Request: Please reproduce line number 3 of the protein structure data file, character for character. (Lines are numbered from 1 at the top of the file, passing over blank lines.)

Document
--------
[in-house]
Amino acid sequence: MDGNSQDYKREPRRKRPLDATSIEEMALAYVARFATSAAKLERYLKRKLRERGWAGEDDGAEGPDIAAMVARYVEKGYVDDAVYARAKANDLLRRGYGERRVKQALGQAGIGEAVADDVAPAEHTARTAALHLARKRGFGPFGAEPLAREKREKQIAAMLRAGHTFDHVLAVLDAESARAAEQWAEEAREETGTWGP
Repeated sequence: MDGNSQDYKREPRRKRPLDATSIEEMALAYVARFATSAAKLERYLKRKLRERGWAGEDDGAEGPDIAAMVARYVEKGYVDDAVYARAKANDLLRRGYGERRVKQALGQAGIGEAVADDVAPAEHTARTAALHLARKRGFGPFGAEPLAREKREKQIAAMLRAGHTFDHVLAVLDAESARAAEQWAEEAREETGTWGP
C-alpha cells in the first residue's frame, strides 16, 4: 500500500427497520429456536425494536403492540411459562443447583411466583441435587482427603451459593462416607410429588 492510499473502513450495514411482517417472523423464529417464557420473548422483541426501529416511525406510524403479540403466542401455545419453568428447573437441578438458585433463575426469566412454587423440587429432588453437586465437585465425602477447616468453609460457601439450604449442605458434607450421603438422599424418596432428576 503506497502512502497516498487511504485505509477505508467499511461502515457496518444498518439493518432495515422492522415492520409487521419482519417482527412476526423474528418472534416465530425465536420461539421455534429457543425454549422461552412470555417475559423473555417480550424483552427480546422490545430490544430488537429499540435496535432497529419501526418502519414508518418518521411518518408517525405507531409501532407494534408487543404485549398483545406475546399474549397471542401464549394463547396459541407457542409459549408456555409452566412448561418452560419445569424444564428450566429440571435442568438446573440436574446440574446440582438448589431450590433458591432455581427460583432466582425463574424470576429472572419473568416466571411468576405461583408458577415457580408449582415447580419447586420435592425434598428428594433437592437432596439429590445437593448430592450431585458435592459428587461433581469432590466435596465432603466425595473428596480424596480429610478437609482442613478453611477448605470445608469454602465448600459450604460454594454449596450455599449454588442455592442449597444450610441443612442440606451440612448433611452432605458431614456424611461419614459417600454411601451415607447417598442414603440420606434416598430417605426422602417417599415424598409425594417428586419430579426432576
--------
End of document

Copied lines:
Repeated sequence: MDGNSQDYKREPRRKRPLDATSIEEMALAYVARFATSAAKLERYLKRKLRERGWAGEDDGAEGPDIAAMVARYVEKGYVDDAVYARAKANDLLRRGYGERRVKQALGQAGIGEAVADDVAPAEHTARTAALHLARKRGFGPFGAEPLAREKREKQIAAMLRAGHTFDHVLAVLDAESARAAEQWAEEAREETGTWGP